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  • Curtis, John, ed., et al]

    Published by The Guild of Guides, New Harmony, 1969

    Seller: William Reese Company - Americana, New Haven, CT, U.S.A.
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    3-18pp. Profusely illustrated. Original pictorial wrappers. Near fine. Prepared by local high school students and containing over thirty photographs, this pamplet provides an excellent architectural overview of Indiana's famous utopian experiment community.

    Seller Inventory # WRCAM27616

  • Lockridge, Ross F.

    Published by New Harmony Memorial Commission, [ Np], 1939

    Seller: William Reese Company - Americana, New Haven, CT, U.S.A.
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    xii,219pp. plus nine plates. Original blue cloth. Gilt stamped cover and spine. Map endpapers. Frontispiece. Fine. An account of New Harmony, Indiana from the perspective of the Fauntleroy home. Originally constructed as the fifty-third dormitory of the Rappite community in New Harmony, it became known as the Fauntleroy Home when it was purchased by Robert Henry Fauntleroy in 1840.

    Seller Inventory # WRCAM27635

  • Owen, Robert

    Published by G.W. Carleton & Company, New York, 1874

    Seller: William Reese Company - Americana, New Haven, CT, U.S.A.
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    pp.3-360. Original green cloth. Gilt stamped cover and spine, t.e.g. Moderate wear to extremities, three loose signatures, front hinge starting. Good. Writing that he undertook the present autobiography at the suggestion of William Dean Howells, Owen here records his experiences from his boyhood in Scotland to his attempt at founding a community in New Harmony, Indiana. Of particular (or peculiar) note is a chapter titled, "Educating a Wife.".

    Seller Inventory # WRCAM27619

  • Arnd[t, Karl J.R. ed.]

    Published by Indiana Historical Society, Indianapolis, 1978

    Seller: William Reese Company - Americana, New Haven, CT, U.S.A.
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    Two volumes. xxiii,[3],837;xiii,[3],978pp. plus folding map. Original green wrappers. Spines slightly sunned. Very good. Begins with an account of George Rapp's quest to find suitable land for his planned community and ends with the Harmony Society's move to Economy, Pennsylvania. An exhaustive collection of documents.

    Seller Inventory # WRCAM27621

  • Lockwood, George Browning

    Published by The Chronicle Company, Marion, 1902

    Seller: William Reese Company - Americana, New Haven, CT, U.S.A.
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    5-282pp. including twenty-two plates. Original green cloth. Gilt stamped cover and spine, t.e.g. Portrait frontispiece of Robert Owen. Bookplate, worn at extremities, covers slightly soiled. Front inner hinge cracked, rear inner hinge starting. A good copy. A revisionistic history of the Owenities in Indiana, with an attempt to recast the "failure" of New Harmony as a success.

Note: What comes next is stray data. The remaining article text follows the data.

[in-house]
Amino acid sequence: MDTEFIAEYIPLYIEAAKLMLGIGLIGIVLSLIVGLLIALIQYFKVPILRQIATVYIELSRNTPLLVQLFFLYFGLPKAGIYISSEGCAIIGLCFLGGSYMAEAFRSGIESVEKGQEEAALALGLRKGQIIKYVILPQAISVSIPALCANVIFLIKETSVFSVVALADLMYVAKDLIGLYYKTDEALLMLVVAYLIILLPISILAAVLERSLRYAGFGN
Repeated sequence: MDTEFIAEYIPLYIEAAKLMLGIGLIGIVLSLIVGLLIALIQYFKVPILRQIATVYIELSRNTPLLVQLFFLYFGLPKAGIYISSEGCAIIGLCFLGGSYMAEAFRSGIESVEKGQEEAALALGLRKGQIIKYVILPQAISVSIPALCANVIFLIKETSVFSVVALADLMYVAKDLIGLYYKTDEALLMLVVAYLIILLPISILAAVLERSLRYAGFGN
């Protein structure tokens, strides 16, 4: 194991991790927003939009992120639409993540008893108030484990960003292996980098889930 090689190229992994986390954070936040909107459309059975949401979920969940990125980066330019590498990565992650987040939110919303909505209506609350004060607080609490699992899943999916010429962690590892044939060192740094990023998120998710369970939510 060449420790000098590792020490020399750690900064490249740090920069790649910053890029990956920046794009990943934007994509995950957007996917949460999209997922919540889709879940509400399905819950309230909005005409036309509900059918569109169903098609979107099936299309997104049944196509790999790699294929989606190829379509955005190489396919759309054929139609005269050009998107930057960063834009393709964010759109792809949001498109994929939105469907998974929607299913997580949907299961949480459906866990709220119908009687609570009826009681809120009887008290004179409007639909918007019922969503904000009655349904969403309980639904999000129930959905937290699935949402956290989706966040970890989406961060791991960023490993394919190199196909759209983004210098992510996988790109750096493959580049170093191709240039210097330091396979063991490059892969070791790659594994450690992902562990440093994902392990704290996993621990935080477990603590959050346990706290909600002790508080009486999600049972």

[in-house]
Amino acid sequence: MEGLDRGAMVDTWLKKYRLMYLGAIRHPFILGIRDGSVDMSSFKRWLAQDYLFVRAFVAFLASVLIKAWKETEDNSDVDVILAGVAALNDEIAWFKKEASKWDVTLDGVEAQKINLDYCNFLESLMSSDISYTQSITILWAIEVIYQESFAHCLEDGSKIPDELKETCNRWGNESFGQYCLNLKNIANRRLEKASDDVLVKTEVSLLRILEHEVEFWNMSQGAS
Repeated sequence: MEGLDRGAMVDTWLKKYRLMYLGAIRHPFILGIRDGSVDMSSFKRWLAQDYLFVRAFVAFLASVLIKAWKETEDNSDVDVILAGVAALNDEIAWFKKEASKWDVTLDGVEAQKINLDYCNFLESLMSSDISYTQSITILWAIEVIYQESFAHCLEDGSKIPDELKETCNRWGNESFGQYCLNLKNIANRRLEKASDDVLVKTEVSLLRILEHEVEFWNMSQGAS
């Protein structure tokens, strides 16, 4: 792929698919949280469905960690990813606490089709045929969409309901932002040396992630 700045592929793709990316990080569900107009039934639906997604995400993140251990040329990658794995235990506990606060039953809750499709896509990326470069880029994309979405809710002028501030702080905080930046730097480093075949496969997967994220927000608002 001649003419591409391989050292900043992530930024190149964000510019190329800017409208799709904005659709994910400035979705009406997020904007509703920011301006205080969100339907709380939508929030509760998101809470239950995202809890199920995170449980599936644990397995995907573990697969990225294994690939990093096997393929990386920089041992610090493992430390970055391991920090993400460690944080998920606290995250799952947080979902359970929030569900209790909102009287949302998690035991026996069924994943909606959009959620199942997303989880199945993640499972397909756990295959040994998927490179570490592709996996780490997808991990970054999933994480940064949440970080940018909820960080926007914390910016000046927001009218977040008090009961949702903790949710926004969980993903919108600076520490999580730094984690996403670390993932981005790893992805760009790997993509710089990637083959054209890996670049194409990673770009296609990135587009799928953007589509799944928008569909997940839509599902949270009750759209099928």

Seller Inventory # WRCAM27651

  • Peck, George W.]

    Published by Baker and Scribner, New York, 1849

    Seller: William Reese Company - Americana, New Haven, CT, U.S.A.
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    103,[4]pp. Original paper boards. Head of spine chipped. Binding substantially dampstained and soiled. Leaves foxed and dampstained. A reading copy. About good. The first edition of what is generally regarded as the first American novel relating to the California gold rush. It is, however, of ever greater interest for its utilization of the lost race motif, for soon after making his fortune in the known gold fields, the protagonist treks east, attempting to reach Santa Fe, but instead comes upon the valley of Aurifodina. Therein live a highly civilized people and gold is as common as mud, and steel is the great rarity. The major portion of the narrative is occupied with contrasting the superior ways of the enlightened Aurifodinians with those of the outside world. The protagonist marries and lives a contented life until one day, while he is ascending in an observation balloon, an anchor line breaks and he is carried east until he is finally downed near the Big Licks of Kentucky. As much as he wishes to return to Aurifodina, the prospect of an overland trek is too great for him, and he consoles himself with putting down his narrative for the enlightenment of others. The degree to which we are supposed to take all this seriously is probably indicated by the author's choice of pseudonym, which is a transliteration of "Can tell a big lie." WRIGHT I:2030. COWAN, p.477. PENN STATE UTOPIA CATALOGUE, p.144. BAIRD & GREENWOOD 1995. KURUTZ 490a.

    Seller Inventory # WRCAM21981